1. When we were 7 we didn’t want lightsabers to slice people, we wanted to be cool.

    Second, about when in Rome, I lived in the US for 13 years without really seeing an unholstered gun (I did see them holstered on cops) except for that one time that someone put some on the table after dinner to show off his latest eBay purchases. You can be in the US and not hold guns, trust me.

    But to the meat here: you describe both revulsion and fascination, not interest and disinterest. I say go, there’s something to confront here.

  2. Do it. I’m a life-long pacifist (despite being hooked on war games and Airfix models of war-planes as a kid). Just before handguns were outlawed in the UK, a friend, who shot competitively, invited me to his gun club, where I fired 50 rounds form a Magnum revolver, at paper targets (which were circular, not humanoid in design). I wouldn’t say I experienced any sort of thrill, but it was an interesting experience; like, say, visiting an aircraft cockpit or a locomotive footplate. And yes, I did hit the target. With some of the bullets.

  3. Kate says:

    Behind those sunglasses I was quivering with fear. Not entirely sure I ever wanted a photo of me with a gun to exist. It scares me.

    It’s a tough question. I think my response on this occasion might be to say skip it. When I went shooting it was a one on one experience, with someone who understood the power of the guns and was sensitive to my fears. I was a guest, I was being polite and I didn’t pay anything.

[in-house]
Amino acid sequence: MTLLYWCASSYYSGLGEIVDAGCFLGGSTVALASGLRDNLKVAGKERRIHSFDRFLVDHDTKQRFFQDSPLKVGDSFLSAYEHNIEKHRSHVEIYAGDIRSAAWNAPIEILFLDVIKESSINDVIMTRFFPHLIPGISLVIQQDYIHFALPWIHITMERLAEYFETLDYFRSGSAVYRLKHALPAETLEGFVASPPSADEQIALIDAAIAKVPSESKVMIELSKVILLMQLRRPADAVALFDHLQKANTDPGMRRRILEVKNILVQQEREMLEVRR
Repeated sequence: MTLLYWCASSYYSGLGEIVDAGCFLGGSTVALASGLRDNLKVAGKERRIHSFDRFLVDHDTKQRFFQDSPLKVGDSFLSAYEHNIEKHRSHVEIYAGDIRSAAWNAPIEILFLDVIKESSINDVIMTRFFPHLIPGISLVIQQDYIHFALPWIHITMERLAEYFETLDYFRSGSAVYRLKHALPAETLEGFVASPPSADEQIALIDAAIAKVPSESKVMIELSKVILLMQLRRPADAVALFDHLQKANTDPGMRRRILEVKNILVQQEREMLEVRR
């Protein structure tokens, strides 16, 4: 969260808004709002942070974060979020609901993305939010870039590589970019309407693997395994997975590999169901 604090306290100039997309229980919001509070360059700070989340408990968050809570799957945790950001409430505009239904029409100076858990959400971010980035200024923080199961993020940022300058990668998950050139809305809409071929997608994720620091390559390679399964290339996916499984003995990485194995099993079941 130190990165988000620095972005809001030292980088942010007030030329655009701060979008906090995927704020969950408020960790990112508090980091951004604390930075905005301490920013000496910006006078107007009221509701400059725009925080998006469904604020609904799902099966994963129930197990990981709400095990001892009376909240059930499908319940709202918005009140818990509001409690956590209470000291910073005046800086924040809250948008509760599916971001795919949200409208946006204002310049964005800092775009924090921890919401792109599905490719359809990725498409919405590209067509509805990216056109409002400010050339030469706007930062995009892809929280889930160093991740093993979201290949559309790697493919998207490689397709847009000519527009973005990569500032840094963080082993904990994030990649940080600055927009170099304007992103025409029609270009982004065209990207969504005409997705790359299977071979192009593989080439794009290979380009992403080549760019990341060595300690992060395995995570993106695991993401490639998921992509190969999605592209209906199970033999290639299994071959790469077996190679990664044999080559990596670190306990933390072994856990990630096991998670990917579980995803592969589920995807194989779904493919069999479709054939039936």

I think that does make a difference. On the one hand I’m pleased to have had the experience, but it did horrify me. I would worry that if you do this in a place that takes tourists etc they won’t necessarily be so understanding and patient with you. You might feel peer pressure to do more than you’re comfortable with, or the attitude of the place may be a bit more “shoot the big ones, it’s fun!”. I don’t know, but I just think I wouldn’t have been comfortable in a place like that. Even with all the kindness extended to me I can’t say I was ever comfortable in the presence of the guns. I turned down the offer of firing the rifles too. Six bullets was more than enough for me.

    Of course it’s up to you. The experience will be a powerful one I’m sure. I just think that if it were me I might feel a bit disgusted with myself if I were pushed to do more on the basis that everyone there just thought it was “normal”. I’m quite happy for guns not to be normal in my life.

  4. Dan Lane says:

    I hate the idea of using a gun to hurt a human being or animal (yet would not hesitate to do so in self-defence) and I support the restriction of their availability.

    Having stated my position on such things the unavoidable truth is that guns ARE cool!! Partly because we grew up around role models with guns and because guns are loud and powerful and capable of stopping your enemy… see that guy over there without a gun? Congratulations! You are more powerful than he is. (and this is why guns should be restricted).

    But like rollercoasters versus reckless driving, when you and the gun are in a supervised, safe and controlled environment guns can be fun!

    Do it, you might not get the chance to again!

  5. paul barker says:

    No, not now & not ever unless you think you may need to kill in self-defence. Water pistols & paint guns are toys. Real guns are for stopping other people with guns/swords/knives/petrol bombs etc.

  6. PaulS says:

    Definitely do it. Not for the thrill, but for the learning. If nothing else it will give you first hand experience of just how deadly a gun can be. I’ve shot guns (pistols,shot guns and rifles about 35 years ago, all at paper/clay targets… …and one pigeon) and at one point was fairly proficient. I am honest enough to admit a degree of fascination, but also a much larger degree of abhorrence that anyone would even think of using one against a fellow human being. Film, etc. cannot give you the experience, the smell, the sound and the touch. It’s one of those things you need to be in the physical presence of to truly understand… …and reject.